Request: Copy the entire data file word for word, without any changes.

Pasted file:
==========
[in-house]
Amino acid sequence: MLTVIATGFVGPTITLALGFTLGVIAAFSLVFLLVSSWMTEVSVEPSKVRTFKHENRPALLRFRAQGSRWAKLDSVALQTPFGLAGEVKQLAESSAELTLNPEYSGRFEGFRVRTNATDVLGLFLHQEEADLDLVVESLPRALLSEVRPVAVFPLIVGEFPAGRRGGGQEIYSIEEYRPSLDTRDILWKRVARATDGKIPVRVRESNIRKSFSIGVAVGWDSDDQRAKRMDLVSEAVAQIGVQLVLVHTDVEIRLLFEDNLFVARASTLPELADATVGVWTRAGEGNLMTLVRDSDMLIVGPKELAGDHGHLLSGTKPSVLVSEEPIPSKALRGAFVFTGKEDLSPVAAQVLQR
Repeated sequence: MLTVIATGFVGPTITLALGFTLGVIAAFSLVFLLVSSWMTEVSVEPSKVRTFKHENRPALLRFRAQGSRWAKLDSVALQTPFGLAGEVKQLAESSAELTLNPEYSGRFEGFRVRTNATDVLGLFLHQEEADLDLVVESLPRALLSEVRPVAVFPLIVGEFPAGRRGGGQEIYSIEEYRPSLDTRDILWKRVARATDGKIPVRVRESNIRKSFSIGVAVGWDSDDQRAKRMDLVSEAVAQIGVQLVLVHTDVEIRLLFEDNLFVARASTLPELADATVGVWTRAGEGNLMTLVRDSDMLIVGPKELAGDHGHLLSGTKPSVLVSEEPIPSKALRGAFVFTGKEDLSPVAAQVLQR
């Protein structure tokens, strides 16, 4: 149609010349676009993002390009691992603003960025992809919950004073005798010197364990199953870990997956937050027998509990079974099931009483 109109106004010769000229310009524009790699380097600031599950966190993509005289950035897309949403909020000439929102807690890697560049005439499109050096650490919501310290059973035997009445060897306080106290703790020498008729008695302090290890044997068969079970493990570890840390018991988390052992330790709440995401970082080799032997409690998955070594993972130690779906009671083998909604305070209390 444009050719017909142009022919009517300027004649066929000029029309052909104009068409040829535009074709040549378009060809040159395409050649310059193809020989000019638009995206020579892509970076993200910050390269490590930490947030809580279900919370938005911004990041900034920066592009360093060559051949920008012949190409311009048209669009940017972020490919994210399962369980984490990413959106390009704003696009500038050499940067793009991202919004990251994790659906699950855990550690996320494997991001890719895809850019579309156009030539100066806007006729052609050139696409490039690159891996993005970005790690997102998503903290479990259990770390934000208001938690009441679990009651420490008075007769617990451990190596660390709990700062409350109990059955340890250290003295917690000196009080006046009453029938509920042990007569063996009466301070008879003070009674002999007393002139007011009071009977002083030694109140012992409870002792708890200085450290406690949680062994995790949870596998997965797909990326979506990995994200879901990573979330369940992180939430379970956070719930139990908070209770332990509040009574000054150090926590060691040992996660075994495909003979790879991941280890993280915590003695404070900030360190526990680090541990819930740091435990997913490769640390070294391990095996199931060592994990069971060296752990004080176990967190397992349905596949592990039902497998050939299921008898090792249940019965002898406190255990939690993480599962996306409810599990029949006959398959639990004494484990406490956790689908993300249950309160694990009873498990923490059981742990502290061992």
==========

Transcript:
[in-house]
Amino acid sequence: MLTVIATGFVGPTITLALGFTLGVIAAFSLVFLLVSSWMTEVSVEPSKVRTFKHENRPALLRFRAQGSRWAKLDSVALQTPFGLAGEVKQLAESSAELTLNPEYSGRFEGFRVRTNATDVLGLFLHQEEADLDLVVESLPRALLSEVRPVAVFPLIVGEFPAGRRGGGQEIYSIEEYRPSLDTRDILWKRVARATDGKIPVRVRESNIRKSFSIGVAVGWDSDDQRAKRMDLVSEAVAQIGVQLVLVHTDVEIRLLFEDNLFVARASTLPELADATVGVWTRAGEGNLMTLVRDSDMLIVGPKELAGDHGHLLSGTKPSVLVSEEPIPSKALRGAFVFTGKEDLSPVAAQVLQR
Repeated sequence: MLTVIATGFVGPTITLALGFTLGVIAAFSLVFLLVSSWMTEVSVEPSKVRTFKHENRPALLRFRAQGSRWAKLDSVALQTPFGLAGEVKQLAESSAELTLNPEYSGRFEGFRVRTNATDVLGLFLHQEEADLDLVVESLPRALLSEVRPVAVFPLIVGEFPAGRRGGGQEIYSIEEYRPSLDTRDILWKRVARATDGKIPVRVRESNIRKSFSIGVAVGWDSDDQRAKRMDLVSEAVAQIGVQLVLVHTDVEIRLLFEDNLFVARASTLPELADATVGVWTRAGEGNLMTLVRDSDMLIVGPKELAGDHGHLLSGTKPSVLVSEEPIPSKALRGAFVFTGKEDLSPVAAQVLQR
């Protein structure tokens, strides 16, 4: 149609010349676009993002390009691992603003960025992809919950004073005798010197364990199953870990997956937050027998509990079974099931009483 109109106004010769000229310009524009790699380097600031599950966190993509005289950035897309949403909020000439929102807690890697560049005439499109050096650490919501310290059973035997009445060897306080106290703790020498008729008695302090290890044997068969079970493990570890840390018991988390052992330790709440995401970082080799032997409690998955070594993972130690779906009671083998909604305070209390 444009050719017909142009022919009517300027004649066929000029029309052909104009068409040829535009074709040549378009060809040159395409050649310059193809020989000019638009995206020579892509970076993200910050390269490590930490947030809580279900919370938005911004990041900034920066592009360093060559051949920008012949190409311009048209669009940017972020490919994210399962369980984490990413959106390009704003696009500038050499940067793009991202919004990251994790659906699950855990550690996320494997991001890719895809850019579309156009030539100066806007006729052609050139696409490039690159891996993005970005790690997102998503903290479990259990770390934000208001938690009441679990009651420490008075007769617990451990190596660390709990700062409350109990059955340890250290003295917690000196009080006046009453029938509920042990007569063996009466301070008879003070009674002999007393002139007011009071009977002083030694109140012992409870002792708890200085450290406690949680062994995790949870596998997965797909990326979506990995994200879901990573979330369940992180939430379970956070719930139990908070209770332990509040009574000054150090926590060691040992996660075994495909003979790879991941280890993280915590003695404070900030360190526990680090541990819930740091435990997913490769640390070294391990095996199931060592994990069971060296752990004080176990967190397992349905596949592990039902497998050939299921008898090792249940019965002898406190255990939690993480599962996306409810599990029949006959398959639990004494484990406490956790689908993300249950309160694990009873498990923490059981742990502290061992």